Iraqi freedom vs. Iranian domination – or failed state?



For more than a month, Iraq’s protesters have withstood bullets and stun grenades, tear gas and water cannons, as they chanted, danced and called for the ouster of the entire political system, the Washington Post reports. The United States has urged Iraq to hold early polls and carry out electoral reform, after a rights group warned a deadly crackdown on anti-government protesters could spiral into a “bloodbath,” Agence France-Presse adds (HT:FDD).

In a region with few signs of hope, this popular uprising against political and economic corruption, with anger toward Iran at its center, is both a serious challenge and a beacon of possibility, says Charles W. Dunne, adjunct professor at George Washington University’s Elliott School of International Affairs.

It is a ground-up movement that threatens not only the Iranian grip on an important regional ally, but Iran as well. The United States has a strong interest in helping Iraq navigate these tough challenges — both to help Iraq itself, which could fall victim once again to a resurgent Islamic State militant group if not shored up, and to counter Iran’s ambitions, he writes for NBC.

In response to these popular demands for reform, the Iranian government has pressured its Iraqi counterpart to respond forcefully, notes analyst Bilal Wahab. Supreme Leader Ali Khamenei described Iraq’s protests as “riots” that need to be “dealt with.” On Oct. 2, Maj. Gen. Qassem Soleimani, commander of Iran’s Quds Force, reportedly chaired a meeting in place of the Iraqi prime minister, where Gen. Soleimani pressed for a crackdown. Iranian-backed militias have repeatedly opened fire on demonstrators, killing 250 and wounding thousands. Defying public demands, Gen. Soleimani prevented the Iraqi prime minister from resigning, he writes for the Wall Street Journal:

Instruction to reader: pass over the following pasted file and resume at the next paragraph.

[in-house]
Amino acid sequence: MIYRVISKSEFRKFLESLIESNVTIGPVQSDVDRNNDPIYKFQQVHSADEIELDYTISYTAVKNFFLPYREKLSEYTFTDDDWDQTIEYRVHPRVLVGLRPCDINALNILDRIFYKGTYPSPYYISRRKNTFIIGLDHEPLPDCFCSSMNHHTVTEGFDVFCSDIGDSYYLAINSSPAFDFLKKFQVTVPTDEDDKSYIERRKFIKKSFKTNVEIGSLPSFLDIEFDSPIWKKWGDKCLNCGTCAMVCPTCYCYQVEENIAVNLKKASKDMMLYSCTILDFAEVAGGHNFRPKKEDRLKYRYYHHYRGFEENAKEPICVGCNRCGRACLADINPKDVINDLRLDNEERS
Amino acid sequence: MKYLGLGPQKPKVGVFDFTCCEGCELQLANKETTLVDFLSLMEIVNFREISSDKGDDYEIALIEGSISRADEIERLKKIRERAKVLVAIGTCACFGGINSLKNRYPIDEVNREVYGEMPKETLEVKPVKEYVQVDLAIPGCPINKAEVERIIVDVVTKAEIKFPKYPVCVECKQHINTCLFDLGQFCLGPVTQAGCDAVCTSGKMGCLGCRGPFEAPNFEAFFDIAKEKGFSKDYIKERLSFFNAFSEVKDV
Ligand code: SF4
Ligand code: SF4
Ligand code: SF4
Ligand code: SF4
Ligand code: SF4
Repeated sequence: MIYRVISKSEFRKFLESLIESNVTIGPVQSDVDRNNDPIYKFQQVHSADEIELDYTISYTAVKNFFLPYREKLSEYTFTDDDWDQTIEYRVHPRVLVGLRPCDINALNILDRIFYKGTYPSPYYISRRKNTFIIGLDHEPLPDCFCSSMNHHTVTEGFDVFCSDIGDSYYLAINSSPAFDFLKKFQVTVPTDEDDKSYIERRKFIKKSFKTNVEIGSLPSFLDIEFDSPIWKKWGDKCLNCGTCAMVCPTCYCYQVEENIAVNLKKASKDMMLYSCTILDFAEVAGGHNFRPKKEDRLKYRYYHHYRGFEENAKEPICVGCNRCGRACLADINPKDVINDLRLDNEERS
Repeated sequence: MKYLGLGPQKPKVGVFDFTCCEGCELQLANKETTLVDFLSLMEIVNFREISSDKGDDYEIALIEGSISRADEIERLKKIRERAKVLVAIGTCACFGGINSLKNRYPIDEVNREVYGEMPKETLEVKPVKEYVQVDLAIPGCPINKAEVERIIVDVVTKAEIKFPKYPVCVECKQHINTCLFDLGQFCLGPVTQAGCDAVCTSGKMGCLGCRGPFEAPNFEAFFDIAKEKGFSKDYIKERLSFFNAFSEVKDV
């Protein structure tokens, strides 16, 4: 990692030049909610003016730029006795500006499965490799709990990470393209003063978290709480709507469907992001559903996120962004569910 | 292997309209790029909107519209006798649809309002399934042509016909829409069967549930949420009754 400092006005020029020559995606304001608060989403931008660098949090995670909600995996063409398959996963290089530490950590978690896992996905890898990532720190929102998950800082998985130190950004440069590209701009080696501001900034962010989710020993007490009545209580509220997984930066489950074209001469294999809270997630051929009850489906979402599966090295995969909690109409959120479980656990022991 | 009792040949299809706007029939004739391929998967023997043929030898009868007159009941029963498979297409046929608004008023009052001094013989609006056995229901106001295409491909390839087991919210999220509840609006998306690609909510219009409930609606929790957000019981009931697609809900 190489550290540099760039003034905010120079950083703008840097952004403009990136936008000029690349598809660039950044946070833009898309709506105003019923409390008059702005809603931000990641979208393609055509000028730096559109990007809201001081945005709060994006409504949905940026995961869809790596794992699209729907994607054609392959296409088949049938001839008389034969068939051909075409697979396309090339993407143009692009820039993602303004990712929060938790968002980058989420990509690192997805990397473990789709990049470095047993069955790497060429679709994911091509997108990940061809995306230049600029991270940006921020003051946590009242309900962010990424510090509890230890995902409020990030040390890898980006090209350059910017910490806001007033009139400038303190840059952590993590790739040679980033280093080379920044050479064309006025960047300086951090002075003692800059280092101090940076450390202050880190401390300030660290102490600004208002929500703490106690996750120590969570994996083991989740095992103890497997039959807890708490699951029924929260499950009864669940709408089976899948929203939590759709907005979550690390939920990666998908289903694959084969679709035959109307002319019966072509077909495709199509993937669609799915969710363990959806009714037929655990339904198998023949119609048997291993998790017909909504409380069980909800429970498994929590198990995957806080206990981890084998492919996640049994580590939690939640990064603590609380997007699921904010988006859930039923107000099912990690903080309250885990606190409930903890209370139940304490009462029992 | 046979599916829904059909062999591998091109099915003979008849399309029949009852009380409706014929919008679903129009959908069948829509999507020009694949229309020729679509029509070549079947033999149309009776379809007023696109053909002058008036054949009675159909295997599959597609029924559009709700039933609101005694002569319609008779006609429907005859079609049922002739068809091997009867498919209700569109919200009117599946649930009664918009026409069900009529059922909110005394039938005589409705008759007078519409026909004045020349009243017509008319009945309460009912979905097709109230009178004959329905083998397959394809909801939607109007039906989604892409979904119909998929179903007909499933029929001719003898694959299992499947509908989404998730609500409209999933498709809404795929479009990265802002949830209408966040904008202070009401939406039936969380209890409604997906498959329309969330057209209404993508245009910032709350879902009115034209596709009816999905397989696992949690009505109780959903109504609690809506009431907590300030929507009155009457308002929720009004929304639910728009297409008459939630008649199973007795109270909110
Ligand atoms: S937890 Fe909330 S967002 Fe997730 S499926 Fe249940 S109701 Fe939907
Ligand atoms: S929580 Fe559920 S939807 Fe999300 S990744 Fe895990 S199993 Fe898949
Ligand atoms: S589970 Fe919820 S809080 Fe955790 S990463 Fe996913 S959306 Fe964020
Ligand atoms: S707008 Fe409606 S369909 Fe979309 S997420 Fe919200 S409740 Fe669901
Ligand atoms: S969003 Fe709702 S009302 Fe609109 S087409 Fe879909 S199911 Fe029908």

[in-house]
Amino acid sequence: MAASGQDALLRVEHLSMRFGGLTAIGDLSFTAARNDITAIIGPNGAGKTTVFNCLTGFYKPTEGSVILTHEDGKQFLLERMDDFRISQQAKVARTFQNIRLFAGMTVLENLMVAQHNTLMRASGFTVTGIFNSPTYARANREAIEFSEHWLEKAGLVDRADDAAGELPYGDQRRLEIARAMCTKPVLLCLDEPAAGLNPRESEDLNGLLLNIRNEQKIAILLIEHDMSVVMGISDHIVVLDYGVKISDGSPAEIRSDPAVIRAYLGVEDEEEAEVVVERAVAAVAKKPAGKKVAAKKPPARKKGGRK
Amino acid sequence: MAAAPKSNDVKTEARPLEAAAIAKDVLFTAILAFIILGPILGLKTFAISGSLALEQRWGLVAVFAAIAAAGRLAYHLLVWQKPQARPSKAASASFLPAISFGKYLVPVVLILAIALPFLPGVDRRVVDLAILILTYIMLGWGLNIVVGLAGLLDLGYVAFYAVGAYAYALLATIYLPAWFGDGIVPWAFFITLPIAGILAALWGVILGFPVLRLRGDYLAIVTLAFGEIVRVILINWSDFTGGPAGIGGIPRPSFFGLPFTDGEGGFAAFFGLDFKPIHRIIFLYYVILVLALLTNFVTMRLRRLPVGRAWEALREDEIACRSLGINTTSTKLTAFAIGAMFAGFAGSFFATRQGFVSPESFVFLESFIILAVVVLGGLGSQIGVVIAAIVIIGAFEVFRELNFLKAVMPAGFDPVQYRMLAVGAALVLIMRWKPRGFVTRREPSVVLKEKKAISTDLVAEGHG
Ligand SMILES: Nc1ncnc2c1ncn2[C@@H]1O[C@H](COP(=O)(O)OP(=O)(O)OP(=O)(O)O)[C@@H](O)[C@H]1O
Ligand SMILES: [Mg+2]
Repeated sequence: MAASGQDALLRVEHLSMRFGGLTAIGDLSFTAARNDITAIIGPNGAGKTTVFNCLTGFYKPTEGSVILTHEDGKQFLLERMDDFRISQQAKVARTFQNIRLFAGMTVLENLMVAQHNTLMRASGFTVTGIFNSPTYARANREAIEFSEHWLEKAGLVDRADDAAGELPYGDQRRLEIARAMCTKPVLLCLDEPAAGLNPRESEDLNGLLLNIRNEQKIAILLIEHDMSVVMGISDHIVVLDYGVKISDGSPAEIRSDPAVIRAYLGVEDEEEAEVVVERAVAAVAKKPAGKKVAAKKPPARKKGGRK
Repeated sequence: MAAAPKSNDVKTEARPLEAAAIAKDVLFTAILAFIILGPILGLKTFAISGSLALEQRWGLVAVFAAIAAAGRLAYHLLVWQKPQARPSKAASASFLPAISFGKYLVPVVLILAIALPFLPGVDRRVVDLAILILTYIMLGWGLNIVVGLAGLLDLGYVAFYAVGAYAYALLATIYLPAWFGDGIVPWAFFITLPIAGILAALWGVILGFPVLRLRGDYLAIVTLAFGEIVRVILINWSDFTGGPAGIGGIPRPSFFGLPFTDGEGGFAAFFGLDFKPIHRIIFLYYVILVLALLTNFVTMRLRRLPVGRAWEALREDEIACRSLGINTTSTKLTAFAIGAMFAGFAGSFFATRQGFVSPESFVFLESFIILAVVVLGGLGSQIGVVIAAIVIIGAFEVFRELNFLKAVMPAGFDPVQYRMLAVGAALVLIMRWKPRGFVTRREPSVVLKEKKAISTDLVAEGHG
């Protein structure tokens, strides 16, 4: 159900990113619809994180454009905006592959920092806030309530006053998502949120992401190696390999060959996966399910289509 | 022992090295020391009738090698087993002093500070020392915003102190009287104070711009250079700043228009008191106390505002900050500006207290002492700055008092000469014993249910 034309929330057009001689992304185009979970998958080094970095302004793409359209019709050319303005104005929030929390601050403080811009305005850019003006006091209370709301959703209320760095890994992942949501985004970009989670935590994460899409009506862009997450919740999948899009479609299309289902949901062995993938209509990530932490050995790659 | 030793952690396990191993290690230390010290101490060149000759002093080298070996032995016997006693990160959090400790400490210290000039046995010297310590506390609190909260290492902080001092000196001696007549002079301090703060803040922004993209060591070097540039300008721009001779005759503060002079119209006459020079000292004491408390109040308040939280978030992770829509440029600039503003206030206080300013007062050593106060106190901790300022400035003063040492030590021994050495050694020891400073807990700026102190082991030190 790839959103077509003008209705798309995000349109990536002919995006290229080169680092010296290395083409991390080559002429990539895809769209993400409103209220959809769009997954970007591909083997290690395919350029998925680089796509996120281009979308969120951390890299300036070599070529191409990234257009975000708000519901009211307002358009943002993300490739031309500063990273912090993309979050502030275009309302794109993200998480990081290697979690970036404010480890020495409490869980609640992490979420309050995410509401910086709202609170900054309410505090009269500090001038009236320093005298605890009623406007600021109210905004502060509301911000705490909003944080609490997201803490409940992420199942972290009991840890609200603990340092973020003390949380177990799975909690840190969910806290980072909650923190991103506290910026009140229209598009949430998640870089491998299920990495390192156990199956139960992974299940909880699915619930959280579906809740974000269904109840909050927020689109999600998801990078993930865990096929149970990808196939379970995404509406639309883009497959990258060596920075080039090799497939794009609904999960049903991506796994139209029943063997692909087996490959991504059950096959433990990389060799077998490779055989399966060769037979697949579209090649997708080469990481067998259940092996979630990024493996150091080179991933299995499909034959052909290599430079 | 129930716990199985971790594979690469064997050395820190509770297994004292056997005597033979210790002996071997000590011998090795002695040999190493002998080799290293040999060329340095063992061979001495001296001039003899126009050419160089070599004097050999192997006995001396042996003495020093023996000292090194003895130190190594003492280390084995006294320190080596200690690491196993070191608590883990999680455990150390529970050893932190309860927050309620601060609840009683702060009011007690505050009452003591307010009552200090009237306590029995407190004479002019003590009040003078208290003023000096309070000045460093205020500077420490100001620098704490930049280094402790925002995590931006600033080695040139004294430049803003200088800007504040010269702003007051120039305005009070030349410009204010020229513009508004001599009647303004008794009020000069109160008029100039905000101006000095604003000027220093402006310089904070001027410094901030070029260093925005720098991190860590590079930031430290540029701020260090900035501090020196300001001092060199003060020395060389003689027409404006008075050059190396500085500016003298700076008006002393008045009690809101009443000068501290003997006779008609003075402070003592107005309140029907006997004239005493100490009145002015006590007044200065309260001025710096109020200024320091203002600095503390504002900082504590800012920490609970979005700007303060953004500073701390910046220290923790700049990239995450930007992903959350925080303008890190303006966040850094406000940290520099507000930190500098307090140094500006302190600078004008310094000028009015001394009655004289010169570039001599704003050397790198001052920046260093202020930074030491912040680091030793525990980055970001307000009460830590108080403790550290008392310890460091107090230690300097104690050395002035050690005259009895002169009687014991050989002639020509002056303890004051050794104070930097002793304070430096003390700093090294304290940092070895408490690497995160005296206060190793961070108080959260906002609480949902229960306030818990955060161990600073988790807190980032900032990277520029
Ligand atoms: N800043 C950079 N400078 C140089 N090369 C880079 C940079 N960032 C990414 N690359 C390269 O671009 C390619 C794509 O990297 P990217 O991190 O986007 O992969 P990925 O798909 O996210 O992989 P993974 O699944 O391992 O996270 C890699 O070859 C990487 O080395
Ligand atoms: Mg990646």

The U.S. and its Western allies have a critical role to play at this moment—endorsing the legitimate demands of the Iraqi people while encouraging Baghdad to adopt fundamental changes. As Iran ratchets up pressure on Iraqi leaders, those who want to ease the crisis through reform need to know that Washington has their back. The alternative—an Iranian-backed coup against Iraqi democracy—is a growing risk. Whatever one thought of the Iraq war, America has spent too much blood and toil in Iraq to let Iran take it away.

Recent polls indicate that at least half its population feel that poverty, employment, and price increases remain major challenges, notes Anthony H. Cordesman, the Arleigh A. Burke Chair in Strategy at the Center for Strategic and International Studies in Washington, D.C.:

Moreover, elections or no election, Figure One (above) shows that 73 percent of all Iraqis polled feel their government is not accountable to its citizens and 55 percent feel that strongly. Outside experts also rate Iraq as having one of the worst governments in the world. Figure Two (below) shows the World Bank estimates of all of its rankings of governance for Iraq – showing the country’s percentile rank in blue and the margin of uncertainty or possible error in gray.

Part of this is the legacy of the mistakes made when the U.S. rushed efforts to restore Iraq independence, and left it with a constitution that called for national party lists instead of electing representative from given constituencies – an almost ideal way of encouraging fragmentation into national parties based on ideology, sect, and/ethnicity, Cordesman observes in Iraq As A Failed State.


Under the shadow of intensified social and political protests in Iraq, including in the country’s Shi’ite areas, Iran fears that it will lose its strategic status there, and is playing a role in suppressing the unrest – which is aimed against it as well, the Middle East Media Research Institute adds.

More fundamentally, the protests underscore that America’s eternal values remain a source of long-term competitive advantage, not weakness, in the Middle East. Iraqi freedom may still prove a smart strategic bet for the U.S., adds Wahab, a fellow at the Washington Institute for Near East Policy.


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